Did Hurricane Barry Prevent a Near-Record 'Dead Zone'? - NBC Southern California

Did Hurricane Barry Prevent a Near-Record 'Dead Zone'?

There's a Thursday afternoon media teleconference to describe scientists' findings

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    Storms Cause Flooding in Inland Empire
    NOAA
    NOAA scientists forecast a very large ‘dead zone’ for Gulf of Mexico -- saying high spring rainfall and river discharge are the contributors.

    Scientists are back from measuring the Gulf of Mexico "dead zone" where there's too little oxygen to sustain marine life in a large underwater area starting at the sea floor.

    One big question is whether Hurricane Barry reduced the size from a predicted near-record 7,800 square miles.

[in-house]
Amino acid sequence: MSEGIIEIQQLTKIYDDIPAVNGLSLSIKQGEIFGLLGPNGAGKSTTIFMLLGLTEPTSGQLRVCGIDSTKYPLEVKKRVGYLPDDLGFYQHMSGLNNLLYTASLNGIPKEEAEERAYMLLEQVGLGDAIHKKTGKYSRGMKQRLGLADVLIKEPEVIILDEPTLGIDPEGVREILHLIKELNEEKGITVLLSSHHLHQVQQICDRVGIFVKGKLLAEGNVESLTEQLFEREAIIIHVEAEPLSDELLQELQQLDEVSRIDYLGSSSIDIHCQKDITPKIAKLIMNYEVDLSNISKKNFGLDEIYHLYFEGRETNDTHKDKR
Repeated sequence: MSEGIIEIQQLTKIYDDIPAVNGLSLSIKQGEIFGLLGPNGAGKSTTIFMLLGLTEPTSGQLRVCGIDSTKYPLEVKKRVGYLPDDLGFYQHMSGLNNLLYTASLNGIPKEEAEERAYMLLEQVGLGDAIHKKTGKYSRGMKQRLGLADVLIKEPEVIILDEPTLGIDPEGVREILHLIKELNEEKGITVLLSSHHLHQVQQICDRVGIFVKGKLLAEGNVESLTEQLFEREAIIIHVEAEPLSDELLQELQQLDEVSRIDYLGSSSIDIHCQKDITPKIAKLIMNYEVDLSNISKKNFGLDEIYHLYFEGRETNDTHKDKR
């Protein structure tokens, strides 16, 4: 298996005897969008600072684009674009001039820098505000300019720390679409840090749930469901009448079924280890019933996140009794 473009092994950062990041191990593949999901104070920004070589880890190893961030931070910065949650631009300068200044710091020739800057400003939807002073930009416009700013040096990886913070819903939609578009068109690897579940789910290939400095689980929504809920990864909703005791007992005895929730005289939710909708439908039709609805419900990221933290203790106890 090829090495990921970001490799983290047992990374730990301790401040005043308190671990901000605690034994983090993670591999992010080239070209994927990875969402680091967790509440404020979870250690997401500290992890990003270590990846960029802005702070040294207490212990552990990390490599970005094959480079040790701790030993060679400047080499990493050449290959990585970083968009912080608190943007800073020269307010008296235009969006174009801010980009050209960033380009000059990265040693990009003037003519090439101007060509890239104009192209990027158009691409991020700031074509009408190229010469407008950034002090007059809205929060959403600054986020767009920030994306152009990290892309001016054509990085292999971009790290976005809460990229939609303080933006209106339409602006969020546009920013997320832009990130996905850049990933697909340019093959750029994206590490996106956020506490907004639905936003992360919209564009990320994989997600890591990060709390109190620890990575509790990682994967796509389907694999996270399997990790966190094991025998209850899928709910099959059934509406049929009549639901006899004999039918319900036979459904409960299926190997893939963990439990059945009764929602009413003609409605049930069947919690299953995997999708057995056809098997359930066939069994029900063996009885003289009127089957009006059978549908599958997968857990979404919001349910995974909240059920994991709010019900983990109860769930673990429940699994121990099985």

That June forecast was based on the amount of fertilizer and other nutrients carried in Midwestern floodwaters to the Mississippi River. The nutrients feed algae, which die and then decompose on the sea floor, using up oxygen.

    But tropical storms roil the water, mixing in oxygen. Hurricane Barry made landfall July 13 — 10 days before the measurement cruise began.

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    Police released footage of a mother who said she accidentally left her 5-month-old in a car for half an hour in a Goodyear, Arizona, parking lot when she, her sister and other daughter went into the store. Officers are heard on camera saying it was about 99 degrees outside. 

    (Published Thursday, Aug. 22, 2019)

    Scientists returned early Wednesday. There's a Thursday afternoon media teleconference to describe their findings.